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  12. My dude and I have are going on the two year mark though we were friends first. I am not going to be like "Oh yeah, I know it is going to last because we are in love." In all honesty I don't know what the future holds. We do love each other but above all we are best friends devoted to making our relationship work and being able to communicate with one another is the main key. I think with any relationship. You have to have that willing to be open with one another and work together. A relationship takes two not one.
     
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  13. I JUST DID.

    I can't explain the mechanics. But I always knew when I liked someone like that and when it was no longer working for me.

    With Gibs, I knew the very day we met in real life that he was going to be FOREVER GUY. o__o It was instant comfort. Like being at home and yourself with someone. No pretenses, no worries. It was just right.

    That feeling has remained ten+ years later. Not without WORK AND COMMUNICATION though, just like others have said. 8D Sometimes we've had problems, but we've always been able to get through them and it's made us stronger as a couple.
     
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  14. I have had a few long term relationships. 6+ years. And to be honest, both times both parties held on too long. When it was over there was an obvious shift, and out of convenience or comfort or I don't know, the relationships continued anyway. People change over the years. Priorities, and ideals change and sometimes a person and their partner naturally drift. It's not for lack of trying. I don't think there is an absolute sure way to know something is going to last, if there is I sure haven't figured it out.
     
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  15. Seeing some of the posts here I think it should be noted that two individuals can love each other and the relationship still not work out for a number of reasons.
    Maybe they sincerely care about each other, but their personalities just don't connect well enough, maybe outside issues are too much pressure etc.

    It's important when evaluating things like Love that you separate feelings from the result.
    Feelings are strictly how one feels for the other, if the relationship is actually working or not however is suspect to many elements.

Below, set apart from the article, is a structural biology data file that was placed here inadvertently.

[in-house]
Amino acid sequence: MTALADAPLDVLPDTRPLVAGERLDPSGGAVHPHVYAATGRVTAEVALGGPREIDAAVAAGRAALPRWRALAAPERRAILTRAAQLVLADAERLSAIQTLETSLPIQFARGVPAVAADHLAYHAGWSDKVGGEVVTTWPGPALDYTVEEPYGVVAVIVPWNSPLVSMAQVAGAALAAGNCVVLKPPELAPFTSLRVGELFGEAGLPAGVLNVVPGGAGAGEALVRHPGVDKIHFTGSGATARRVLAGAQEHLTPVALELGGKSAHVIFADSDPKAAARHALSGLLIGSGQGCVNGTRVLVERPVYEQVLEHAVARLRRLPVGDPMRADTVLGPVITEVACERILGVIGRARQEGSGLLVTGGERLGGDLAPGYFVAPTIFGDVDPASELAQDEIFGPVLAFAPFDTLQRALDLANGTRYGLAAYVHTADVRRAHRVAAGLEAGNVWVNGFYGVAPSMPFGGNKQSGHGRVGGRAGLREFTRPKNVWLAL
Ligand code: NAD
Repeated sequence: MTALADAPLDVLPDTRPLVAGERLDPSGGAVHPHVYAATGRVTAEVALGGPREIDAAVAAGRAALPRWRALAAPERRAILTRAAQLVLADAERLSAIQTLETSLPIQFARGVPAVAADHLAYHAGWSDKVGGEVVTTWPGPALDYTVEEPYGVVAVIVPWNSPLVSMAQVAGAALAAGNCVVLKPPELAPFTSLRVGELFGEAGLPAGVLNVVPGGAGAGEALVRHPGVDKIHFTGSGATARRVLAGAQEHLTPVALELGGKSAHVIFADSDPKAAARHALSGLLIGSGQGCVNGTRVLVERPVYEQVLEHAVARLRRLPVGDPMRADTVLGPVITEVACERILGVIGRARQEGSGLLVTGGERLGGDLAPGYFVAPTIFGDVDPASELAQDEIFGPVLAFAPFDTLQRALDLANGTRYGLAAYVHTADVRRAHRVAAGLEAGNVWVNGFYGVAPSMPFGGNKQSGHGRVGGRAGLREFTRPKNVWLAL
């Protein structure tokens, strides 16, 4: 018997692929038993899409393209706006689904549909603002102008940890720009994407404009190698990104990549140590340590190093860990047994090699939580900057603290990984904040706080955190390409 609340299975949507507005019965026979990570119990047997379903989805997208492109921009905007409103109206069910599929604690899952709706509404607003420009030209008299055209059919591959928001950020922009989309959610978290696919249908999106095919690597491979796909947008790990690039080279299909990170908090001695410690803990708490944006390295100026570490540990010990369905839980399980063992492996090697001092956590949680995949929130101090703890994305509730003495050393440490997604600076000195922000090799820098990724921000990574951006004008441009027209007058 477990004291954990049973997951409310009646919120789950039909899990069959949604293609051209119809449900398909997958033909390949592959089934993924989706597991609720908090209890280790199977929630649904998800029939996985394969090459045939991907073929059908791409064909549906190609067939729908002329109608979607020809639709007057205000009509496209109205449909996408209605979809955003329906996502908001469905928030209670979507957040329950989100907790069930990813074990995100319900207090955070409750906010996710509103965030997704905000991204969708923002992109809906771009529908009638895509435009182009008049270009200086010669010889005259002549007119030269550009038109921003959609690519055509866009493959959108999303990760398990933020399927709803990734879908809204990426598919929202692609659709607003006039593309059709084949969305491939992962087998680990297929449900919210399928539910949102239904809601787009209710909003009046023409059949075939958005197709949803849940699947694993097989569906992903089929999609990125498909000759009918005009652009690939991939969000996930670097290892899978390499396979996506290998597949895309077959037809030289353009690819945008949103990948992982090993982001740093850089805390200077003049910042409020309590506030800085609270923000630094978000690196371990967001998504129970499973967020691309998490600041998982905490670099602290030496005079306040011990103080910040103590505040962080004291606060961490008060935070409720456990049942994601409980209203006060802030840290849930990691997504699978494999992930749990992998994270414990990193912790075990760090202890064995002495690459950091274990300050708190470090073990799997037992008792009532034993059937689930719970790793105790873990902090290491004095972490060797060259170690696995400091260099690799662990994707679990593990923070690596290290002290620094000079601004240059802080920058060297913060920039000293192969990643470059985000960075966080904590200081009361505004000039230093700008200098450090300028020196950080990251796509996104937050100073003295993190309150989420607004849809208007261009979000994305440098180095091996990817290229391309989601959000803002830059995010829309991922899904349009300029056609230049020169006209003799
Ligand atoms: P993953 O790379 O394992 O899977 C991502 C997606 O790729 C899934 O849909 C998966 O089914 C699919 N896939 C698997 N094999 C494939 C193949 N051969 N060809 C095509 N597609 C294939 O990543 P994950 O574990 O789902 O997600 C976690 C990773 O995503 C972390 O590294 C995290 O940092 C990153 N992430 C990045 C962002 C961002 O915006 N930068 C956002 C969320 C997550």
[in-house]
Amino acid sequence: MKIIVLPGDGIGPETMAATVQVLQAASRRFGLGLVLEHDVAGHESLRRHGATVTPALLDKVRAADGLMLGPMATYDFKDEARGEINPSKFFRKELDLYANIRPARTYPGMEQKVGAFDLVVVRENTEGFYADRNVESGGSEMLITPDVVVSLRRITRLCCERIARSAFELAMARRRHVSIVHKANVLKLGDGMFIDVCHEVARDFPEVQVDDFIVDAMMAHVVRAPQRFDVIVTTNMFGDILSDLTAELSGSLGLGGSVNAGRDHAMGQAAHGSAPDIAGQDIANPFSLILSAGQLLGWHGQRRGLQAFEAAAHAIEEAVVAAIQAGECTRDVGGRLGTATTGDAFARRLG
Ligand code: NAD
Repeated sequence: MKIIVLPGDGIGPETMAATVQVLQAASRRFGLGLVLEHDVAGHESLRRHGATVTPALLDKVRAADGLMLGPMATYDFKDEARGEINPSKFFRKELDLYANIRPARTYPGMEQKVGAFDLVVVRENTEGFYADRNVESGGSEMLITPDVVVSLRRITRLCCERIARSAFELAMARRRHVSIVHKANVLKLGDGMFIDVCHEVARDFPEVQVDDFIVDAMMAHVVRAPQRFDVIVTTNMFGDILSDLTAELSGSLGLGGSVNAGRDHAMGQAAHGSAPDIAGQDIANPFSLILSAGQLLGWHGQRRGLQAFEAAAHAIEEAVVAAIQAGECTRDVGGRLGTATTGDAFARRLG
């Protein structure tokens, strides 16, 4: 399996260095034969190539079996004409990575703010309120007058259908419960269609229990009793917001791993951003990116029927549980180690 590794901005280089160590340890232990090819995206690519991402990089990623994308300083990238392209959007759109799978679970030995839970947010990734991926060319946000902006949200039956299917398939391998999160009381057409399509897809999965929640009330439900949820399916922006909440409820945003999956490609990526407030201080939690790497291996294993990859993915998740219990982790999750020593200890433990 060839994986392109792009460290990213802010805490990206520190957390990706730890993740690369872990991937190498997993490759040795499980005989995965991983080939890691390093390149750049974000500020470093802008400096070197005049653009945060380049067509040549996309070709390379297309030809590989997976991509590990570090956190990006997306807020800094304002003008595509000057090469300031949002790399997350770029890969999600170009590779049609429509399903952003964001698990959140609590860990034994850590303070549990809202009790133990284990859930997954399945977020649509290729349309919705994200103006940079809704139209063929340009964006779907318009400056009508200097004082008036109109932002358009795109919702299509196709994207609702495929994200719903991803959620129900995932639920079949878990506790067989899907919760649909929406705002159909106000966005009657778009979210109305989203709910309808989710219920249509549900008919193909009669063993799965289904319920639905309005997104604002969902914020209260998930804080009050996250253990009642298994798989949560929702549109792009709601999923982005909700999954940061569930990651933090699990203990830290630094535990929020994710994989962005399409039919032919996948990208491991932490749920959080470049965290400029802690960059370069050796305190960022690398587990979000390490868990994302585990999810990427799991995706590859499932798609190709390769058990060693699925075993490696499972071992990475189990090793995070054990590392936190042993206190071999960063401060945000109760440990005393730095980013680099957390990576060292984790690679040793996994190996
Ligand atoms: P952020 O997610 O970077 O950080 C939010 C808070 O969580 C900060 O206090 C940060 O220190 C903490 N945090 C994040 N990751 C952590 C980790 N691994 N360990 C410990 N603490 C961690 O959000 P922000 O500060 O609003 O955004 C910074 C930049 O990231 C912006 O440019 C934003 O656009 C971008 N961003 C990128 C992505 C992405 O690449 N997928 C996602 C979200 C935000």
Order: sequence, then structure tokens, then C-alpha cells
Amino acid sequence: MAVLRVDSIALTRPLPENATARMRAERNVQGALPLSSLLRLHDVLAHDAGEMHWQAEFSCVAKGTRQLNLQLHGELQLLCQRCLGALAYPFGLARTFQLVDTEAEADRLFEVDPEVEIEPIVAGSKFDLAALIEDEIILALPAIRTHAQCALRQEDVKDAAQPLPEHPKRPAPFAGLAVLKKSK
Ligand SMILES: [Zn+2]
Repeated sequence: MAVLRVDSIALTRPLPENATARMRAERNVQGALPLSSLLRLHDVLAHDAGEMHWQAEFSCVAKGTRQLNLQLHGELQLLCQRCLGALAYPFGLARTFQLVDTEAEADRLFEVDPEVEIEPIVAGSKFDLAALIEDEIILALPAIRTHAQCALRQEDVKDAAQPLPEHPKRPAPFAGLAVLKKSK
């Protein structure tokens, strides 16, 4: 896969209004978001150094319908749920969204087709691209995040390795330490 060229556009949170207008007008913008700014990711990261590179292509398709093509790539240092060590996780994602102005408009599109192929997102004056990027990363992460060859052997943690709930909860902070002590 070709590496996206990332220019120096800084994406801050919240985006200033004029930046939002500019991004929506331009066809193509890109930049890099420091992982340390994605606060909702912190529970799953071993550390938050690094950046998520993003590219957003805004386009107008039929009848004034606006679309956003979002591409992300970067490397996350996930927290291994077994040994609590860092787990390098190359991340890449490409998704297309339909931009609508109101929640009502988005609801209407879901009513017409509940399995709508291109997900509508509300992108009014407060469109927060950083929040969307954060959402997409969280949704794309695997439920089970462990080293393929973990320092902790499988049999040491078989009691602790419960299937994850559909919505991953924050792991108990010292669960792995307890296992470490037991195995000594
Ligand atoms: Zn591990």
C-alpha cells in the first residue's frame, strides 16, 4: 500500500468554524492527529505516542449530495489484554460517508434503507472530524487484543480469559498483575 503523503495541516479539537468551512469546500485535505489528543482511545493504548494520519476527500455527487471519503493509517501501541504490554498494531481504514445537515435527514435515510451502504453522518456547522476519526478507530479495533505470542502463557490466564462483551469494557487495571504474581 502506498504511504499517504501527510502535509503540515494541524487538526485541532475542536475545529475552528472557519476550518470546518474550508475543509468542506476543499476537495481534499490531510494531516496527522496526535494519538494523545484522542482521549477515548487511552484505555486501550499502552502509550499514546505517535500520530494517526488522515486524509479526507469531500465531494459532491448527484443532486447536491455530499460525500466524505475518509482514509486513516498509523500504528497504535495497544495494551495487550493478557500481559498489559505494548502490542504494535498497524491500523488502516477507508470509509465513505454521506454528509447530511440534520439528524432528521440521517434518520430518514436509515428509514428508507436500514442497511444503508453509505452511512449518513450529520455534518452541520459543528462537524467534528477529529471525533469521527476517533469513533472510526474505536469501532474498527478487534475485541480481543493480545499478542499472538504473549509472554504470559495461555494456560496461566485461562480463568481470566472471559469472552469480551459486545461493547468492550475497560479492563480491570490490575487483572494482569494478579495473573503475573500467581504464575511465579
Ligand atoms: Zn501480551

Love is required, but you're not going to make it last on love alone much of the time. Which I think everyone whose said that you need to put effort and communication into your relationship realises.
     
    #15 Gwazi Magnum, Sep 9, 2015
    Last edited: Sep 9, 2015
  16. I'm at 6 years, engaged.

    As time goes on the one thing I have noticed about myself was my negative reactions to things she did differently. What do you mean, you don't hike? What do you mean, you shower in the morning sometimes? What do you mean, etc?

    But I discovered that my irritation was unfounded and based upon some weird belief that what I did was right simply from the force of my personal habits. Once you realize that, accepting them is very easy. It's not a question of incompatible personalities, the right initial fit, or any of that bullshit. It's about acceptance, compromise, and commitment.
     
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  17. That's where I'd say it goes to the "Pro's VS Con's" scale.

    In other words, whenever anyone is making a decision to stay in or leave a relationship they are doing so by evaluating the pro's and con's of it.

    Pro's could include stuff such as: Strength of Love, Similar Interest, Physical Attractiveness to one another, Charming, Funny etc.
    While Con's could include: Distance, Arguments, Lack of time to see one another (such as say from work demands) etc.

    So if in the end there's more pro's then the relationship will likely continue, more con's means a break up will likely happen.

    Plus there's the matter of extreme's.
    For example 2 miles distance is far less an issue than 2000 miles.

    A minor thing like "We shower at different times" is a far smaller thing than "We don't share any interests" or "We hold very different family and household values".
     
  18. I think showering at different times is better, that way I won't be late for work.

    >.>
    <.<

    I am absolutely certain unanun is here talking about not letting things that ultimately do not matter get to you. Seriously, gwazi, seriously. The guy is actually talking about self-improvement here.